Attorney General
While Sam Olens hasn’t exactly been kind to me, my friends in the political realm tell me he is incredibly responsive and I respect the battles he has chosen to fight on behalf of our state. I know he has a tough job considering synchronization between his office and the legislature is virtually non-existent. He has done a good job on the battlefield.

Commissioner of Agriculture
SKIP.
Between the battle against Glennville farmer Delbert Bland and his Liberty onion war and the whole bout bringing corporate farmers to the raw milk hearings during the 2014 session to squash conversation concerning freedom of choice, I found it was best to sit on my hand in this race. (If you would like me to elaborate on some of the food freedom problems, email me.)

Commissioner of Insurance
Ted Metz, a Libertarian. The incumbent, Ralph Hudgens, lost my vote several weeks ago and here’s why. The photo below is from an elevator in my office building taken 10/24/14. You can see that the permit is expired and by several months. I have phoned Mr. Hudgens’ office not once, but twice in the last month – both following the times I was trapped in said elevator. *Twice* I have not received a call back. (I recognize the responsibility on the property but clearly there is a disconnect) Responsiveness is key and it will cost you votes.

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State School Superintendent
Richard Woods because I am looking for a candidate who will oppose intervention of the federal government at all stages whether it be guidelines, standards, recommendations or mandates. I also met him in person during the primary and liked what he had to say.

Commissioner of Labor
Finally, a person for whom I was proud to cast a vote. Mark Butler has done nothing but make the Department of Labor more efficient… from labor costs within the office to streamlined electronic processes (which were lacking before)…he deserves a slow clap. He has earned my vote for another 4 years.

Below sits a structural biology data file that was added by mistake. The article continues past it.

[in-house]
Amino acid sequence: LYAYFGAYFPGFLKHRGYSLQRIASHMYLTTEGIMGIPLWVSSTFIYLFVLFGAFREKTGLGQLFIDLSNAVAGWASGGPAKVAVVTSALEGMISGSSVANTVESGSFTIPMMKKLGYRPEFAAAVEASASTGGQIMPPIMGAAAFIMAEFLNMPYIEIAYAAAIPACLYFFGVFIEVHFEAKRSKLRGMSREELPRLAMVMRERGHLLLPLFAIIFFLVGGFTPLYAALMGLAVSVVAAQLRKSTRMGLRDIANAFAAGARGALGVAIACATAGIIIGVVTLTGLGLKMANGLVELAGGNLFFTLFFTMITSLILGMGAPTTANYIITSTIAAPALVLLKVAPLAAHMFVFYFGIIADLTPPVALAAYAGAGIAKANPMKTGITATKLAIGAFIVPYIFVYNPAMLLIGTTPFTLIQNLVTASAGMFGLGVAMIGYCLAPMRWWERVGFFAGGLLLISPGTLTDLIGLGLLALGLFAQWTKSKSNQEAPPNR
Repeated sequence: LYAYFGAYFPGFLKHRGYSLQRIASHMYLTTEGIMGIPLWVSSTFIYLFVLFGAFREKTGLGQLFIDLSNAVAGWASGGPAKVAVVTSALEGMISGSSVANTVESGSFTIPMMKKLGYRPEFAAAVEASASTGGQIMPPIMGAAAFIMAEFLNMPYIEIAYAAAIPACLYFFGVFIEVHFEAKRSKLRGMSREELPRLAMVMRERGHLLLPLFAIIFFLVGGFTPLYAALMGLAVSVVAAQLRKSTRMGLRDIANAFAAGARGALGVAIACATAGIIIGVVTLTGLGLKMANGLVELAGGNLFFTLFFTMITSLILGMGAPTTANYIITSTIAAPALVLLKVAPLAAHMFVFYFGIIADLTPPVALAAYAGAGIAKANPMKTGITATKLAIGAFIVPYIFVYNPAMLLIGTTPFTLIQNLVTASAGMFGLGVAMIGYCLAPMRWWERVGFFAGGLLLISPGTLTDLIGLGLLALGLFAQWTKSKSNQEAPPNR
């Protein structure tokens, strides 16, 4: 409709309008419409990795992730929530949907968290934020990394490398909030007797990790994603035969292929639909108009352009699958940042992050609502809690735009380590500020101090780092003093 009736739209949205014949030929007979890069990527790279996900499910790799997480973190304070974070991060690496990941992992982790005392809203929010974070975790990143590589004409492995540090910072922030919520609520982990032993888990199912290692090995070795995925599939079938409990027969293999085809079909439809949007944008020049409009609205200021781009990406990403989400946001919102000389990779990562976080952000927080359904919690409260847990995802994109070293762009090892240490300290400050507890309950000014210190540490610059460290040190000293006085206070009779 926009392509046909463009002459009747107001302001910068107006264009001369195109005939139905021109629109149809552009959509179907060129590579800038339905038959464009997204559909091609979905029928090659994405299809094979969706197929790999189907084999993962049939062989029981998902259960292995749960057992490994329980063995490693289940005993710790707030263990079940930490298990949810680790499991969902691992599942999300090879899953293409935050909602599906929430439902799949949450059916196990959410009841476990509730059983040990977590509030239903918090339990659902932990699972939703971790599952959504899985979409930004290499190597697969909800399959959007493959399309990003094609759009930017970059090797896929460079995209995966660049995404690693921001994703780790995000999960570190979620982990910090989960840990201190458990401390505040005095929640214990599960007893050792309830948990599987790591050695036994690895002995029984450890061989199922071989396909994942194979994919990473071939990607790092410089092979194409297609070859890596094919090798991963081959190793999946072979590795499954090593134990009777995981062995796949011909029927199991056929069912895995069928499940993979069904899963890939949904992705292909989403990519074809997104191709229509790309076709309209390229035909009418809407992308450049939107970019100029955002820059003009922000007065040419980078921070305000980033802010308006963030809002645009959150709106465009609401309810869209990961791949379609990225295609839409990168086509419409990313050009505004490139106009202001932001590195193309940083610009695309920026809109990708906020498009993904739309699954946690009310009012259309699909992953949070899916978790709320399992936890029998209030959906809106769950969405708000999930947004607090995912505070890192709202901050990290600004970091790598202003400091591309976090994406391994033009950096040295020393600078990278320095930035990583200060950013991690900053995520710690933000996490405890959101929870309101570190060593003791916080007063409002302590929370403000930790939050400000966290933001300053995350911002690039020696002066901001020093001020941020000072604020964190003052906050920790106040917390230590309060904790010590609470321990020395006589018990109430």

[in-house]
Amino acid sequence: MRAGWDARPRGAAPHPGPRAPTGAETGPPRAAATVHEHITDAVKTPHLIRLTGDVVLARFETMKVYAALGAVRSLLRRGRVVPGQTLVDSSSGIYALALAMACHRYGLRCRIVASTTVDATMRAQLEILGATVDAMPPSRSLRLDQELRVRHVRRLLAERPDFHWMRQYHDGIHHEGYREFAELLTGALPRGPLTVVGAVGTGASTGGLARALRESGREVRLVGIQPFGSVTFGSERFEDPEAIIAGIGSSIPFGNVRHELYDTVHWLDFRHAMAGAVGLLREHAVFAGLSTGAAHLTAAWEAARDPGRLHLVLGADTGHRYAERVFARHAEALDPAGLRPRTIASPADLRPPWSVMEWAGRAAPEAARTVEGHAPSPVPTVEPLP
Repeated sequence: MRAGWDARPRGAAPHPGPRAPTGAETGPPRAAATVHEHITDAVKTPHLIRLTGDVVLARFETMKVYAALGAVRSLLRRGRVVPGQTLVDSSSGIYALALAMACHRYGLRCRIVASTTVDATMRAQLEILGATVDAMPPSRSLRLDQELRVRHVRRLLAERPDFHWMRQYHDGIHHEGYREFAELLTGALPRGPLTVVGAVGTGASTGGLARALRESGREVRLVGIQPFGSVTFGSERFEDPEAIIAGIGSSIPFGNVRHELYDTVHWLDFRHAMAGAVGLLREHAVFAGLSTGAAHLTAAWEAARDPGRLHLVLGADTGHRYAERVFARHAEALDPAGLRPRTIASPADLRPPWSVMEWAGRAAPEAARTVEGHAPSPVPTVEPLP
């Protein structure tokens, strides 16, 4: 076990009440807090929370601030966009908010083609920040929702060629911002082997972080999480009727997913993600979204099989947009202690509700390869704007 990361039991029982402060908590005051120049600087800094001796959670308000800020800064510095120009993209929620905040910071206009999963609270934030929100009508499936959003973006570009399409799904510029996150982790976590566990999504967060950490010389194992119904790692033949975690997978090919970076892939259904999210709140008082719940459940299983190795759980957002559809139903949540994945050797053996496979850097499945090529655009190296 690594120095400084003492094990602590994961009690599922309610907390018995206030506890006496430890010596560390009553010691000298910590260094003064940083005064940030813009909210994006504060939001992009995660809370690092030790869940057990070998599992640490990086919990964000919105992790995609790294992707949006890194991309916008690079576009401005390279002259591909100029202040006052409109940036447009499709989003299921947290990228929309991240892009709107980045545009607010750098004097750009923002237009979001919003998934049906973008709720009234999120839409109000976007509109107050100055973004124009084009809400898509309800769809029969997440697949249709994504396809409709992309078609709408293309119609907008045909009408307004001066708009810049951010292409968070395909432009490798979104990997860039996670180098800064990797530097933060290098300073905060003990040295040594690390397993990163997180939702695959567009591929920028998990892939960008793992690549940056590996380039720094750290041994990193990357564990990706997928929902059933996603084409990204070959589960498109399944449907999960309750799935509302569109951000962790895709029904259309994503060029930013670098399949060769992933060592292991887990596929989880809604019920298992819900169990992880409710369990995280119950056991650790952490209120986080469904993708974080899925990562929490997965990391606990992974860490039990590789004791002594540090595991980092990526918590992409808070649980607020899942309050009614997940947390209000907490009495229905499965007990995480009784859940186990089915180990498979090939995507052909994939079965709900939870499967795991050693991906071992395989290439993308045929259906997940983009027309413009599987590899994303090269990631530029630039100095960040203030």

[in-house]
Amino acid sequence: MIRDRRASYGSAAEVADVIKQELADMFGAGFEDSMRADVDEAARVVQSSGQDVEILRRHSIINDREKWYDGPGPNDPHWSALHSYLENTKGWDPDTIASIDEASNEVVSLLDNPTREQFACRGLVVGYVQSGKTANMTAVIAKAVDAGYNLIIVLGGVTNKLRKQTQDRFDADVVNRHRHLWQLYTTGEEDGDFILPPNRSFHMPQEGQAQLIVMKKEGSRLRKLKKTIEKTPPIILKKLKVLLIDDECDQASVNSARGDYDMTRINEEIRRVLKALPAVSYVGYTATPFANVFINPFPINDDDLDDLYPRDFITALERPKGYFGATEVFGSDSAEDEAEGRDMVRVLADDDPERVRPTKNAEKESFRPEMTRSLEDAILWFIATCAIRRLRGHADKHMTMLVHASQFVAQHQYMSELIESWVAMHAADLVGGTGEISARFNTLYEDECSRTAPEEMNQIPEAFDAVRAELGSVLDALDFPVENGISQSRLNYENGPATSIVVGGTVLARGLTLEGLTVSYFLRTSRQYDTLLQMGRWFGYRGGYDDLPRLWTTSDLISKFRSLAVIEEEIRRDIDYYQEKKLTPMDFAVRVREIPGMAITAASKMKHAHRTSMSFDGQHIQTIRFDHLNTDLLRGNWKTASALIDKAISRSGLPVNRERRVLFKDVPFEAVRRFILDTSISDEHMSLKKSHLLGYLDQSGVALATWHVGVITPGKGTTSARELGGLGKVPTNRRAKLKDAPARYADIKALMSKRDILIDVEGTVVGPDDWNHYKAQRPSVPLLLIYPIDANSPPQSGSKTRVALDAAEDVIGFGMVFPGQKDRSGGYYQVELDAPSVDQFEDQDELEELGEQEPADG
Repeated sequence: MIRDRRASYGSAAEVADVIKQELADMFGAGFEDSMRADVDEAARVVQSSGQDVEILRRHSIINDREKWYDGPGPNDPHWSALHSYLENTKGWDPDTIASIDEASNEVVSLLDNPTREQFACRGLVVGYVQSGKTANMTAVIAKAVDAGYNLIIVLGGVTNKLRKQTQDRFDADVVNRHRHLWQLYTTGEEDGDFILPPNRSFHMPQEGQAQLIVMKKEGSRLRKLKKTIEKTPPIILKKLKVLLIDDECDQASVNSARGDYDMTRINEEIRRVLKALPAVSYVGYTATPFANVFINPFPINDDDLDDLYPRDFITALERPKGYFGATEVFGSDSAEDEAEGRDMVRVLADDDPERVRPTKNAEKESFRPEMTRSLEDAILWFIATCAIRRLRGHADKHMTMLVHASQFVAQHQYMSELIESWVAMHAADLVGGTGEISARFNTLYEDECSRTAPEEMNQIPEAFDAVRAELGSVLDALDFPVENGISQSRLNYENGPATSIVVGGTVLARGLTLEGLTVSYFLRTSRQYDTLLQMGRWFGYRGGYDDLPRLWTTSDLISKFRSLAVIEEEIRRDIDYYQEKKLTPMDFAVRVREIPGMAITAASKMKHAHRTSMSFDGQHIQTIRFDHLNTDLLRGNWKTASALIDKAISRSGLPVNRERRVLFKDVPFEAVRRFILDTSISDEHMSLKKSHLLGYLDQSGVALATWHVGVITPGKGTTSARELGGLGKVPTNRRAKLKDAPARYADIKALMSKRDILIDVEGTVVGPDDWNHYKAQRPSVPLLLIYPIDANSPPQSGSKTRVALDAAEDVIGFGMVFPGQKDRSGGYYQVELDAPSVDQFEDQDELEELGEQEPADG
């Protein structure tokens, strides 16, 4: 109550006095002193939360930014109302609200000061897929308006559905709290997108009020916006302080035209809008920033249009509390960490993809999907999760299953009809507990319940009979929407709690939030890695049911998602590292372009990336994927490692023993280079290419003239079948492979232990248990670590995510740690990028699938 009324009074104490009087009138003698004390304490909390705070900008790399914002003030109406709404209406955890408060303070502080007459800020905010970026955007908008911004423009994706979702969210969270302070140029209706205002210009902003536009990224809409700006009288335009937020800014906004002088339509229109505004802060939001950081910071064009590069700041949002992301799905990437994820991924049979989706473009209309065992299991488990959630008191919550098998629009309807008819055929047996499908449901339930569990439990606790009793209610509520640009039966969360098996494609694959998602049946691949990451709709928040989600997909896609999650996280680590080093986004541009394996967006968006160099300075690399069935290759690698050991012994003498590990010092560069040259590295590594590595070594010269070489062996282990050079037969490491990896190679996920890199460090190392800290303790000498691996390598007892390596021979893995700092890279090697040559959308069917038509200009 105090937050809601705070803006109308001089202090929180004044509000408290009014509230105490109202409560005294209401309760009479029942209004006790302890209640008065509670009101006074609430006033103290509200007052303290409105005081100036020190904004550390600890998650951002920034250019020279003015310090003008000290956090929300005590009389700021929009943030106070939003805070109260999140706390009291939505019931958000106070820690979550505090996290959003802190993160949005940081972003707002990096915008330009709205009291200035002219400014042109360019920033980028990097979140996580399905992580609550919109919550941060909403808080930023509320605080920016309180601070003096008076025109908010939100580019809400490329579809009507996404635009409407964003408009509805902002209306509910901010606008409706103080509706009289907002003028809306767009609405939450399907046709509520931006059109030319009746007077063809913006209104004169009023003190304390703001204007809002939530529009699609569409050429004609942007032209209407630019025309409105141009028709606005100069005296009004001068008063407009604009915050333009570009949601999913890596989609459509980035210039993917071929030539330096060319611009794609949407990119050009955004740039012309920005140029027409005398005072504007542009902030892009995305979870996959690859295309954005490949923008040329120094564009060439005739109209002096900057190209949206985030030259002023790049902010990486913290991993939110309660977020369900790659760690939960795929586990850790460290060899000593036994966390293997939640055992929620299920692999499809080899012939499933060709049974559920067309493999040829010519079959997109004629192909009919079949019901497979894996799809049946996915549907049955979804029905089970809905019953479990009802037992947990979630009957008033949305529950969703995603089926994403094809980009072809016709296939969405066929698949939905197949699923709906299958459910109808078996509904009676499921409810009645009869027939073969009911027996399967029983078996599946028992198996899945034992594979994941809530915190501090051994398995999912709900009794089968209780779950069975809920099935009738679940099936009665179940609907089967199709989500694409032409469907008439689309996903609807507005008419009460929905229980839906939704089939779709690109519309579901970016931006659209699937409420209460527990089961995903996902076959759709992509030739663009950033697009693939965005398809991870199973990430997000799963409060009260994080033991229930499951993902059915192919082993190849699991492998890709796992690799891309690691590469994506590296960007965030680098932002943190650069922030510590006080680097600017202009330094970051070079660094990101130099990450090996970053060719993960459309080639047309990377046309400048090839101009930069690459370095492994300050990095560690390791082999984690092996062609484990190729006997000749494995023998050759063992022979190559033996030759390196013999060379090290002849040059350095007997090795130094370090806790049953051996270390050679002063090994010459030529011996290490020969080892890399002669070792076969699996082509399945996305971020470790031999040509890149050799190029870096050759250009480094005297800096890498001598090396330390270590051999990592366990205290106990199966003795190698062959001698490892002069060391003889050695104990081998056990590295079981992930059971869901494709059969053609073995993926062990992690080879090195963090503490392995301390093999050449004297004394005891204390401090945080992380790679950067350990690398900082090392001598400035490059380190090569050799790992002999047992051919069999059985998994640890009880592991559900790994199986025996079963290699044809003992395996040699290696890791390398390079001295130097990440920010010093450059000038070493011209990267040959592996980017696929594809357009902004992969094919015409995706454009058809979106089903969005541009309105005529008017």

Public Service Commissioner 
Doug Everett (R)
Lauren “Bubba” McDonald (R) 
Because, meh.

State Senate District 6
Hunter Hill. He’s doing just fine.

State Representative District 52
Joe Wilkinson, bless his heart, was one of a handful of Republicans who voted against the comprehensive gun bill during the last session, and while I respect his ability to represent the great city of Sandy Springs all the way from his satellite constituent services office in St. Simons, I just couldn’t vote for him. I left that baby blank.

Proposed Constitutional Amendments

A-  To prohibit an increase in the state income tax in effect January 1, 2015 (Senate Resolution 415)
Yes. Obviously.

B- Adding reckless driving penalties or fees to the brain and spinal injury trust fund (House Resolution 1183)
No. I don’t support imposing more fees so they may be added to another fund. If you read the resolution, you’ll see that this language is a tad, and by a ‘tad’ I mean ‘wildly’, misleading.

C- Allows property owned by the University System of Georgia and operated by providers of student housing and other facilities to remain exempt from taxation.
No.  — I don’t like “other facilities” because it is not specific enough and equally, I am rather tired of the USG and their special privileges while everyone else is taxed into oblivion. It may impact tuition, but enough is enough.

I want this cycle to be over so bad I can’t stand it. I’m tired of everyone arguing over candidates and I’m ready to go back to just disliking people for who they are, not their politics.

It would be accurate to say that I probably lost a little bit of my soul on Saturday. But not showing up to the polls is not protest, it is surrender. And I will never do that.